Most British Baker readers will probably have had at least some experience of retarder provers, but for those who have not had the pleasure, put simply, they hold raw product at a given temperature in stasis until required, after which the proving process is kick-started.

Why are they such great pieces of equipment? Steven Lamb, Benier UK sales manager, explains they mean a better quality of life for the baker, plus there is no need to pay staff to be on the premises at 4am to make and prove the bread. The end-product is better, too, because dough is allowed longer to rest between mixing and proving.

Indeed, Lamb says a good model can retard the bread for up to three days allowing for Bank Holidays and can also hold the dough in a frozen state.

Richard Lyon, UK sales manager of Koma, says the alternative to retarding is to produce all the dough from scratch and use some form of heated, moist area for the proving of the product. "This gives less control of the process," he says, "and will require more night-time working."

But with a retarder prover you can make your product in the afternoon of the previous day and the developed product will be ready to go into the ovens when you come in the next morning.

There are a host of models to choose from, including Koma, Lillnord, Miwe, Sitep, Fermatic and Smartbox. The key is to get the model that is right for you. Nick Garner, national sales manager of Williams Refrigeration, says he would consider the staff who are going to be using the machines, the machine’s usability and its durability. "You can get very different types of structure," he explains.

Support is also crucial for a machine that will be rarely switched off. "A machine that is constantly running needs maintaining properly, so you need next-day parts availability," says Garner. "If a retarder prover fails, it affects your production."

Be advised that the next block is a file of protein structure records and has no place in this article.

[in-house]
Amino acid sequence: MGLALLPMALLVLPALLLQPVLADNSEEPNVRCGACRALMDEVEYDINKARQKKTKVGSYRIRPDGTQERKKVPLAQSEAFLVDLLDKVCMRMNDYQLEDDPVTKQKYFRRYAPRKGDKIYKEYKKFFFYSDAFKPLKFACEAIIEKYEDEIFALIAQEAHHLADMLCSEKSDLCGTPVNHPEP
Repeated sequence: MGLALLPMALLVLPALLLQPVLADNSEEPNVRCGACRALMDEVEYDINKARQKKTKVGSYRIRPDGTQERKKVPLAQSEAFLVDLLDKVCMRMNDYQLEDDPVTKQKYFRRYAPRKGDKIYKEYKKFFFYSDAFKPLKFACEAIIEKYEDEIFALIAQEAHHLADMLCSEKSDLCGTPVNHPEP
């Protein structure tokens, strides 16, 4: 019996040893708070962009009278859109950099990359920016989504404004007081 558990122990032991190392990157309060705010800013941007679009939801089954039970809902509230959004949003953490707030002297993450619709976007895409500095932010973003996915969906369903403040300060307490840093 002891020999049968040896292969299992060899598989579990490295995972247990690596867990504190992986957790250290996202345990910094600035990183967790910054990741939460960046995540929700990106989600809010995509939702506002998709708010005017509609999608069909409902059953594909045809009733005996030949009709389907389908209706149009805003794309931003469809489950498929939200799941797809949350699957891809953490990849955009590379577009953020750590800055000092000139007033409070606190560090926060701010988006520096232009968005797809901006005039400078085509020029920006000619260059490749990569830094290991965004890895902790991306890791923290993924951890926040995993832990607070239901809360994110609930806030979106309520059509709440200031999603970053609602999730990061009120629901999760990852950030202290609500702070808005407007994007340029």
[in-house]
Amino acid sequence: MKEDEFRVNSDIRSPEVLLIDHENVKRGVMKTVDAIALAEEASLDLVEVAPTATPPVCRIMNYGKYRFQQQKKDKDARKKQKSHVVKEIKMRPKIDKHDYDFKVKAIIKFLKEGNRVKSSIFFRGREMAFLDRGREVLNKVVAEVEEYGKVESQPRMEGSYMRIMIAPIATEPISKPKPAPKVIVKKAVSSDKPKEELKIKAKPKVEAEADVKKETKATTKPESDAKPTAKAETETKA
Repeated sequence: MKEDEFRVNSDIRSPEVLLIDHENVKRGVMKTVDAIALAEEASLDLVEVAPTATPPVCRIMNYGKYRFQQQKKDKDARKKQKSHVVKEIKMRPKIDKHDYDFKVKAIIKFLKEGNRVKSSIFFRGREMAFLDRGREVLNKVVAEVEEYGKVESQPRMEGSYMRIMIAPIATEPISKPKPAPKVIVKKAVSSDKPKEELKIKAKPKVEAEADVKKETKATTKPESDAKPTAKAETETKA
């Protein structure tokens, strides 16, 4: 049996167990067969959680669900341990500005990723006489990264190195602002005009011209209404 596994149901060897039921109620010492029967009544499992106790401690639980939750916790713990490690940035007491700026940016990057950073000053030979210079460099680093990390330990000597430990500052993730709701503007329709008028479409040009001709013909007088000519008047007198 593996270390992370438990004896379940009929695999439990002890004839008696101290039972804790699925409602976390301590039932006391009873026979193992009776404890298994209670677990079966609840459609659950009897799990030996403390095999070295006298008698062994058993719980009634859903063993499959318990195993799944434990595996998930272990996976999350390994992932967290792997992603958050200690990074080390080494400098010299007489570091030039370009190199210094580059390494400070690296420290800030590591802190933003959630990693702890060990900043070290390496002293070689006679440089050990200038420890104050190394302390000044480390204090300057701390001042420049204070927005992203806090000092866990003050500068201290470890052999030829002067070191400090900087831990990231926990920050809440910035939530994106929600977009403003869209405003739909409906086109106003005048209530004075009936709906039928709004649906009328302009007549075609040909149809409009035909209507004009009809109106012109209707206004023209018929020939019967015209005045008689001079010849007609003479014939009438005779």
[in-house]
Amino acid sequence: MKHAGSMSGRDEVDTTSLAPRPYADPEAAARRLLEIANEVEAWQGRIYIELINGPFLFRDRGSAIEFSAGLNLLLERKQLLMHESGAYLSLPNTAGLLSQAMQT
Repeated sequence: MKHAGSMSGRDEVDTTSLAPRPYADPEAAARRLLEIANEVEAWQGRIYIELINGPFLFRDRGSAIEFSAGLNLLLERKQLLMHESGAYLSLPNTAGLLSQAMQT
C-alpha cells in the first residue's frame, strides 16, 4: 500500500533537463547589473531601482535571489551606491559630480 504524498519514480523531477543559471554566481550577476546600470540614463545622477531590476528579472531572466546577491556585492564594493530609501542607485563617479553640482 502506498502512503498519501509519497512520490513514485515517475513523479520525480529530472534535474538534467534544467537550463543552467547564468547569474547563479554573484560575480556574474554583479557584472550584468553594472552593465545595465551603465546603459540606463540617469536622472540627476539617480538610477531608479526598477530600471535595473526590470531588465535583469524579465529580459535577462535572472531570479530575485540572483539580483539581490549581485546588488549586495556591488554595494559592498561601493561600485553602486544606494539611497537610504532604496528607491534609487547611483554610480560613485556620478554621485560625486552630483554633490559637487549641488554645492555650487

Norbake, which sells Lillnord, says it questions potential customers about the type of product they want to put in the equipment and the weight. David Charlesworth, sales and marketing manager, says retarder provers are widely used, both by small craft bakeries, family bakers with six or seven outlets, and larger plants. Meanwhile, Williams Refrigeration estimates that, of the traditional bakers with a scratch bakery at the back, 60% have retarder provers, and this number is growing. They can cost from about £5,500 new at entry level to around £40,000 for a 20-rack Koma unit.

Brook Food Processing Equipment, which supplies retarder provers from Williams Refrigeration, Foster Refrigeration and Polin, says refurbished models can start at as little as £2,800.

The choice is manual or computerised. Models with microprocessors will control humidity, airflow, heat and how a product is mixed. Equipment controlled by a microprocessor should tell you if a fault occurs, for example, and what that fault is.

Retaining control

According to Garner, "bells and whistles" to a basic model include controllability, as well as the flexibility and usability of the control panel. "The control system has got to be easy to use, but it also has to allow the whole process to be completely flexible," he says. "You can extend or decrease your recovery time. It is important to be able to change your temperatures and times as easily as possible."

Williams Refrigeration has designed its controls based on hole-in-the-wall cash machines. "If you can use a cash machine, you can use our Doughmaster control system, which is in the door of the retarder prover," says Garner.